Photo Credit: Tina Xu
From Boston to New York to California, Chinatown bus lines battle stereotypes and create a lifeline between Chinese-American communities

Saturday, 5:27 p.m.

North Quincy T Stop, Boston, MA

“Hello? I’m calling from Coach Run Bus, I just want to make sure you come to take the bus, or no? We are located in the parking lot near the McDonald’s entrance. You have three minutes.”

The bus attendant, a woman in her mid-20s, does a head count, clicking her ballpoint pen intermittently. The driver returns from his cigarette break. He clips in his seatbelt, closes the door, and the engine purrs to life.

The bus lurches from the parking lot, out onto the I-95 highway for the 215-mile journey ahead.

It was along this route, between Boston and New York City, that curbside intercity bus travel was born two decades ago. Now a multi-million-dollar industry transporting tens of millions across the United States every year, the first service took New York Chinese garment workers to visit their children attending colleges in Boston. Nicknamed “Chinatown buses” due to their popular pick-up locations in Chinese communities, these bus lines pick up at hundreds of stops on the East and West Coast, sustaining family ties, transporting workers to jobs, and connecting individuals with services in urban centers.

From the center of Manhattan to truck stops in the Deep South and diners in the southwest desert, Chinese communities in America are linked by veins of gasoline and steel.

Saturday, 9:45 p.m.

Manhattan Chinatown, NYC

Half-hour before our scheduled arrival, we are crossing the bridge into Manhattan, approaching New York’s glittering skyline. The bus drops off on the bustling corner of Canal Street and Chrystie Street, the epicenter of Manhattan Chinatown. This is the Fertile Crescent of long-distance buses; in this one-mile stretch, there are at least seven bus companies that whisk passengers across the country every half-hour.

The scenes are similar: A white coach pulls up at a storefront, which doubles as a ticket office and waiting room. Passengers throw their luggage unassisted into a compartment on the side of the bus and are waved onboard.

Passengers load their luggage before the 7-hour ride to Virginia aboard Tiger Bus

I pause in front of 139 Canal Street, the historic former storefront of Fung Wah Bus. The first-ever curbside intercity bus company, Fung Wah was built from the ground up by the chain-smoking erhu musician and father of two, Peilin Liang.

Liang left Zhuhai, Guangdong, for New York City in 1988. For nine years, he bused tables, delivered for a noodle factory, and shuttled garment workers in a van between Brooklyn and Manhattan. In 1997, Liang borrowed 60,000 USD from family members to start his own company.

“Some people start restaurants,” Liang told The New York Times in 2004, “I started a van service.” Fung Wah Transportation Co. began with just four vans.

When passengers chatting with Liang told him that they wished to visit their children at college, Liang bought a permit to carry passengers on federal highways. In 1988, Liang organized his first intercity trip between New York and Boston for 40 USD roundtrip, half the price of other bus companies. Liang emphasized, “I really wanted to provide a service to people who don’t speak English.”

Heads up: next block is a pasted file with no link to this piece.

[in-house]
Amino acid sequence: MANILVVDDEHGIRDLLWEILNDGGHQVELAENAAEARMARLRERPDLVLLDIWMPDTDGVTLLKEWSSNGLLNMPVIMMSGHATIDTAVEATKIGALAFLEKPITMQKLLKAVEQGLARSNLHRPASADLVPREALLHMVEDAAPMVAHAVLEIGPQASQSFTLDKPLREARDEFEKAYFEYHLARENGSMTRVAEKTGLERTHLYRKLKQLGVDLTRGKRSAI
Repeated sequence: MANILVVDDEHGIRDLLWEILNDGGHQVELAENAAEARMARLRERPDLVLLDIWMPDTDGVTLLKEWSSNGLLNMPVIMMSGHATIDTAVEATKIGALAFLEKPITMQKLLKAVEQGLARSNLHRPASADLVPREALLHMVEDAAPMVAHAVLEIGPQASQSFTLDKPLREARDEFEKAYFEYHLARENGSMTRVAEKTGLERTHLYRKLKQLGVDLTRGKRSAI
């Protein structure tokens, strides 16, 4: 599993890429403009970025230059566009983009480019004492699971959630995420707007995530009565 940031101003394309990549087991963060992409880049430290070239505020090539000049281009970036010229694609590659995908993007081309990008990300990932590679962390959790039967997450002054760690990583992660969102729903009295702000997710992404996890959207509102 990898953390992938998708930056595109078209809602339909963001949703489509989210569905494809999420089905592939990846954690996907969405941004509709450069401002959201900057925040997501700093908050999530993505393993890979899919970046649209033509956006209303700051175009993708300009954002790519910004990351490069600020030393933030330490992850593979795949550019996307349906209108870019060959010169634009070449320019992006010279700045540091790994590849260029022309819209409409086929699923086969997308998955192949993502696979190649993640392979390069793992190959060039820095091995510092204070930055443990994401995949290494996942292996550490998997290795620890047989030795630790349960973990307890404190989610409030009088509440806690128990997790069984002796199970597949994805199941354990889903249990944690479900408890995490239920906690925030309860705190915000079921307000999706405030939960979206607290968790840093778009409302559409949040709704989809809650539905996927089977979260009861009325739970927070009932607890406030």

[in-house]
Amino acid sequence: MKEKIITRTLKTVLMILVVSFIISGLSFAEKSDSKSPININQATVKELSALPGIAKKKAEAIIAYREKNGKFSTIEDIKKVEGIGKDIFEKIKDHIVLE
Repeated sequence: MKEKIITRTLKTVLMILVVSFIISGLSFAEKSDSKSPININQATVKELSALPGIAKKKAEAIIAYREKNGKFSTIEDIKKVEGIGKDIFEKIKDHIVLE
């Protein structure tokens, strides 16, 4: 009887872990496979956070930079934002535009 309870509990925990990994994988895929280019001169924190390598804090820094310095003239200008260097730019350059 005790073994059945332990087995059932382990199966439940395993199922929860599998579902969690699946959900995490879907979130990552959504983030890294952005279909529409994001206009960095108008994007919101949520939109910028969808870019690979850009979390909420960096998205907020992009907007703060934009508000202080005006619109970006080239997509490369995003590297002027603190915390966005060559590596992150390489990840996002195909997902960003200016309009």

In one month, Liang increased his service from one trip per day to three. Over several years, vans became minibuses, and then 57-passenger coaches. Liang regularly pulled 15-hour days driving buses and running operations while his wife ran the ticket booth from 6:30 a.m. to 10 p.m.

It was precarious business. Liang paid bus drivers 100 USD each round trip, which could take eight to 10 hours of driving, averaging to about 11 USD per hour. It cost 700 USD more to cover the tolls, fuel, maintenance, and insurance per round trip. If the 57-passenger bus was full, Liang made a profit of 340 USD; if it was empty, he lost money. Nevertheless, there was potential to make thousands in one day—and for many years, Liang did.

Other bus companies cropped up on the curbsides of Chinatown almost overnight, expanding routes to Philadelphia, Washington D.C., Atlantic City, and other destinations with large Chinese communities.

For the first few years, marketing usually consisted of a ticketing agent standing on a curb with a handheld sign. This changed in 2002, when software developer Xiangping “Jimmy” Chen launched, an online sales platform for Chinatown bus companies. Itineraries were listed in English, and the prices did their own talking. College students, cash-strapped travelers, and travel bloggers descended upon the buses like a divine revelation.

Friday, 3:39 p.m.

South Station, Boston, MA

At Terminal 24 of Boston South Station, Mrs. Yu chats to me between departures and arrivals. With an easy smile, she tells me that she left Taishan, Guangdong, in 1991, and began working in a sporting goods factory in South Boston. When that closed, her husband found an advertisement in a Chinese-language newspaper, and Mrs. Yu began working as a full-time attendant for Lucky Star Bus in 2006.